By Stephen Schenck | April 2, 2012 12:10 PM
Huawei has been taking some steps lately to develop smartphone hardware that is capable of attracting some attention, hoping to move past its reputation in the West as an OEM manufacturer of carrier-branded gear. This year, we’ve seen the company announce phones that impress with both their remarkable thinness and sheer number-crunching power. Regarding the latter, Huawei has announced its quad-core Ascend D, powered by a custom Huawei processor. The company has been talking about how this chip will make the Ascend D Quad the fastest phone around. Those are some bold claims, and now there’s already evidence starting to arrive that suggests the phone won’t live up to expectations.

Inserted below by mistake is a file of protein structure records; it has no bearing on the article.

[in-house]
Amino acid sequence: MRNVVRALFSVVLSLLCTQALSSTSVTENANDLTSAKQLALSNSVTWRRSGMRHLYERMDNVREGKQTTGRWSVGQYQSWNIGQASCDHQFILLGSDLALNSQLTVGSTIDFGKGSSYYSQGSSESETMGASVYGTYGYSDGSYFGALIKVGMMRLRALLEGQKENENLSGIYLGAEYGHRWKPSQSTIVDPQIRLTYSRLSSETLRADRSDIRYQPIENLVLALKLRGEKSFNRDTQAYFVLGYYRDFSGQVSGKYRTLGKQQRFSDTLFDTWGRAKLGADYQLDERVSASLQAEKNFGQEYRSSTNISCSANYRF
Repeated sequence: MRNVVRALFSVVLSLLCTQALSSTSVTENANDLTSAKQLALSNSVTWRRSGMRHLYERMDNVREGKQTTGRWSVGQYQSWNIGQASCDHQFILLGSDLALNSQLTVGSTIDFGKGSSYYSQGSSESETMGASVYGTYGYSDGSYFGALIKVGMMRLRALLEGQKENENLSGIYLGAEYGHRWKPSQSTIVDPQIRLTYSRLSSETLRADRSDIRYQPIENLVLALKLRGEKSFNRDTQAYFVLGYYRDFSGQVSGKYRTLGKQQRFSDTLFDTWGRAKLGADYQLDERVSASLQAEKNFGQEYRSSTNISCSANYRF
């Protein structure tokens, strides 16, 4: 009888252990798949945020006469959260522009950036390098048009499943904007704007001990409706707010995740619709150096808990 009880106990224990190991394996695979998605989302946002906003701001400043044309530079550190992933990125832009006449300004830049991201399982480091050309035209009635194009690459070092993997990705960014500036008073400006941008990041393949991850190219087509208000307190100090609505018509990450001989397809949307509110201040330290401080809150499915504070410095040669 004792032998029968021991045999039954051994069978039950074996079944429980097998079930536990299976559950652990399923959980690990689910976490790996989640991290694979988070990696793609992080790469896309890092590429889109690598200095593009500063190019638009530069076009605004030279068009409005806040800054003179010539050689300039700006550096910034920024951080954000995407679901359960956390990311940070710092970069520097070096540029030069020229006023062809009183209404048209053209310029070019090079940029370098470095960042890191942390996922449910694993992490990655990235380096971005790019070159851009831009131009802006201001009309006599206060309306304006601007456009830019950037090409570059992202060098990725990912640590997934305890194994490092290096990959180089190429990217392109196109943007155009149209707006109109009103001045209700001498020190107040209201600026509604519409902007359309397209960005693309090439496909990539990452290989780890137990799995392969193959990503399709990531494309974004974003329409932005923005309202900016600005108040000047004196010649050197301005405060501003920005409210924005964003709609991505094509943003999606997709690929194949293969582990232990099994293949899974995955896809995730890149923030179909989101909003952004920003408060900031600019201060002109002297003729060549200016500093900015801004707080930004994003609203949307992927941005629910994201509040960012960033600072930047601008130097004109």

Earlier benchmarks showed a strong performance from the Huawei phone, but as more hardware arrives to which it can be compared against, it’s becoming clear that Huawei’s competitors are edging slightly ahead.
Benchmark results at Rightware’s PowerBoard detail the performance of the Pantech Vega LTE, a handset powered by one of the other new powerhouse chips we’ve been talking about, the Qualcomm Snapdragon S4. Even as only a dual-core component, the S4 in the Pantech lets the phone outperform the Huawei and its quad-core chip. It seemed unlikely that the Huawei’s claim would stand for long, but to see it defeated by a dual-core chip like this, and before it’s even commercially available, is an especially bad start for the manufacturer.